Referring to Nobel Prize-winning economist Joseph Stiglitz's "very conservative" estimate that the Iraq war would cost the U.S. something on the order of $1-2 trillion, on Tuesday Martin Wolf of the Financial Times (UK) criticized the failure to accurately calculate the cost of the war by the Bush administration, which thought that even $200 billion was an unreasonable estimate. -- This failure is something that should bother supporters of the war, Wolf thinks: "Even those who supported the war must draw two lessons. First, the exercise of military power is far more expensive than many fondly hoped. Second, such policy decisions require a halfway decent analysis of the costs and possible consequences. The administration's failure to do so was a blunder that will harm the U.S. and the world for years to come." ...
Comment & analysis
THE FAILURE TO CALCULATE THE COSTS OF WAR
By Martin Wolf
Financial Times (UK)
January 10, 2006
http://news.ft.com/cms/s/48ad9c0a-820f-11da-aea0-0000779e2340.html (subscribers only)
Before the Iraq war began, Lawrence Lindsey, then president George W. Bush's economic adviser, suggested that the costs might reach $200bn. The White House promptly fired him. Mr. Lindsey was indeed wrong. But his error lay in grossly underestimating the costs. The administration's estimates of a cost of some $50-$60bn were a fantasy, as were Saddam Hussein's weapons of mass destruction, and much else.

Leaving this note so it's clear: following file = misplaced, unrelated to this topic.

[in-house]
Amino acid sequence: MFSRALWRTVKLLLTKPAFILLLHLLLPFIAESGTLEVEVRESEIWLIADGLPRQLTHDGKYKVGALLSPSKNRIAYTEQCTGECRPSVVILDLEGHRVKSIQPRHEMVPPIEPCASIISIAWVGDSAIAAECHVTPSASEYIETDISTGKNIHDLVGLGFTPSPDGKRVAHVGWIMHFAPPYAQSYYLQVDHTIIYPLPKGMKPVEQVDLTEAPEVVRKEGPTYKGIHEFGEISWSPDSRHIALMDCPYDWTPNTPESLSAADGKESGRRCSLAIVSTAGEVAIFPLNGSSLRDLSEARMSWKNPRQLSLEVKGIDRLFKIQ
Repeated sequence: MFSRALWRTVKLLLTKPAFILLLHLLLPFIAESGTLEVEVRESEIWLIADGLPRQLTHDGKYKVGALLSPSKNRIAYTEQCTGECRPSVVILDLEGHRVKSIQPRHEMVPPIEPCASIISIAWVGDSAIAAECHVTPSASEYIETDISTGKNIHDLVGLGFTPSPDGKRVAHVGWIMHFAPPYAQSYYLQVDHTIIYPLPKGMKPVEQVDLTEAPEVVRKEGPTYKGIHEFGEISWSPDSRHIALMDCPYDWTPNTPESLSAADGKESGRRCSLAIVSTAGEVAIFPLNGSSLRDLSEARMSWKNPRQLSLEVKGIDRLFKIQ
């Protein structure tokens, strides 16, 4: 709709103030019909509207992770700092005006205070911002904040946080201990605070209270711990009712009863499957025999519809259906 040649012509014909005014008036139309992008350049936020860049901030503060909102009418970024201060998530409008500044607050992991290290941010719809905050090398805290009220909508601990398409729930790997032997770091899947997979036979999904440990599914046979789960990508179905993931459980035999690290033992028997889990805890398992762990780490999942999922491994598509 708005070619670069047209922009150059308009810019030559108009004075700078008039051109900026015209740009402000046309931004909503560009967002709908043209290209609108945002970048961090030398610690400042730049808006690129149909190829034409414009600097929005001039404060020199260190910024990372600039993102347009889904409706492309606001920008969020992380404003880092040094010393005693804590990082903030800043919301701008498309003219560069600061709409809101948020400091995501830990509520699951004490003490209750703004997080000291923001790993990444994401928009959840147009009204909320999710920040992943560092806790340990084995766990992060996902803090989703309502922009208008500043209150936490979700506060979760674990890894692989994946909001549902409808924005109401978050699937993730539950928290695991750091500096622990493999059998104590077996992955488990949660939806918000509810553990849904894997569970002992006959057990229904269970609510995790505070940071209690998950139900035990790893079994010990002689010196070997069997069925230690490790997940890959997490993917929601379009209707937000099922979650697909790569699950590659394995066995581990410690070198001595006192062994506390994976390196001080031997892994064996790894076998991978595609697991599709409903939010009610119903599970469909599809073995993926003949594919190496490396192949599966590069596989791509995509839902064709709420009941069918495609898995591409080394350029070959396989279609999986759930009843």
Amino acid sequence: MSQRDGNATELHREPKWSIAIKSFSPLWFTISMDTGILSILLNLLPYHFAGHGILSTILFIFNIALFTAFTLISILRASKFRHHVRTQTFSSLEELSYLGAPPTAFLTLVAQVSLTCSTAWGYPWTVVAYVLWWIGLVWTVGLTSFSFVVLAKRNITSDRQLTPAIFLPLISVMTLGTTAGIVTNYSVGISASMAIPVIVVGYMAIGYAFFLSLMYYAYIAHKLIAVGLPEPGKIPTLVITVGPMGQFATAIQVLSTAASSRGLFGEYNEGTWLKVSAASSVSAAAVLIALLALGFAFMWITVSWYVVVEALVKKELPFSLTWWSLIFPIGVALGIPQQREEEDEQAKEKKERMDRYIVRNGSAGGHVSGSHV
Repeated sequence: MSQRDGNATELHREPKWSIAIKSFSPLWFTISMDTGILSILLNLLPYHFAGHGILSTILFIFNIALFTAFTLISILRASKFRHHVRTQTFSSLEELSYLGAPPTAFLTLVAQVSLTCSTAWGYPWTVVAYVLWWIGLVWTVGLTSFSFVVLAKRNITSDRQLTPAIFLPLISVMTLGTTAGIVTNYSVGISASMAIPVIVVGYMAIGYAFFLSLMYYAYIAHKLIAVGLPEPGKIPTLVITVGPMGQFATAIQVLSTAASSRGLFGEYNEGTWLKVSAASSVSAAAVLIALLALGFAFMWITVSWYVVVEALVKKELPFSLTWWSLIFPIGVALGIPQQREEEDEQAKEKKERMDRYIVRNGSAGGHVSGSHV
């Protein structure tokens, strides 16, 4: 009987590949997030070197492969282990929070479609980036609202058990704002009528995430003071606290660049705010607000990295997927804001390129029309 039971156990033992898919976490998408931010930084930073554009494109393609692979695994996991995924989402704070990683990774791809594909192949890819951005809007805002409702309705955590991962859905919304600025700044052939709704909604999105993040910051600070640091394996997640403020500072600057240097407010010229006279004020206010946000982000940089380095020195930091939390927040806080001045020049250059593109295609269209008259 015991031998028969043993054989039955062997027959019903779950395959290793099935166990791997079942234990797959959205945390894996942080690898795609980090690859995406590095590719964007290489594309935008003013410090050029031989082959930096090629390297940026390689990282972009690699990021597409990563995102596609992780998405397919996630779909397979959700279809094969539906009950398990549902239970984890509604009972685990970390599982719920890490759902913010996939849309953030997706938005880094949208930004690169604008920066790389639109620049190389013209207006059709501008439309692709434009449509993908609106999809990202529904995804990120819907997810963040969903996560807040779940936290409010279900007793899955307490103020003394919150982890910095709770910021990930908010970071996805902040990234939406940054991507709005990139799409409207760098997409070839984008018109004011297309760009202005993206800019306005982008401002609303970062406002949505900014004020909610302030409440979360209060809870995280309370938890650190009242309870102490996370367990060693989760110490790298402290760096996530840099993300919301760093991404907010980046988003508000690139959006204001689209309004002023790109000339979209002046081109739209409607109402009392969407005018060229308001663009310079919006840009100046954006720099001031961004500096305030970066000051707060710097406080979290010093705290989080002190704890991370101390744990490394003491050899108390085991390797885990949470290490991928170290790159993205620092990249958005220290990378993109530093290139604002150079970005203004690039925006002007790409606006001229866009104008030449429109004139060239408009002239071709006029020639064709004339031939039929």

An analysis by Linda Bilmes of Harvard University and the Nobel-laureate Joseph Stiglitz of Columbia University suggests that the administration underestimated the economic costs by considerably more than an order of magnitude.* To paraphrase erstwhile senator Everett Dirksen: "a $100bn error here, a $100bn error there and pretty soon you are talking real money."
So far the government has spent $251bn in hard cash. But the costs continue. If the U.S. begins to withdraw troops this year, but maintains a diminishing presence for the next five years, the additional cost will be at least $200bn, under what Profs Bilmes and Stiglitz call their "conservative" option. Under their "moderate" one, the cost reaches $271bn, because troops remain until 2015.
Additional costs must be added: medical treatment; cost of injuries; disability payments; cost of demobilization; need for increased defense spending (partly because of higher recruitment costs in the aftermath of the war) and additional interest on debt. Such costs will be bigger, the longer and greater the troop presence. Under the conservative scenario, the total budgetary cost is estimated at $750bn. Under the moderate scenario, the cost is $1,184bn. To put this in context, the minimum budgetary cost is 10 times the world's net annual official development assistance to all developing countries.
So far, then, the economic cost comes out at a minimum of $839bn (excluding interest). This, alas, does not end the story. In one area, at least, further costs are evident: the jump in the price of oil. Mr Lindsey is reported to have said that "the best way to keep oil prices in check is a short, successful war on Iraq." He was wrong. Oil production in Iraq has plummeted, from around 2.6m barrels a day before the war to 1.1m.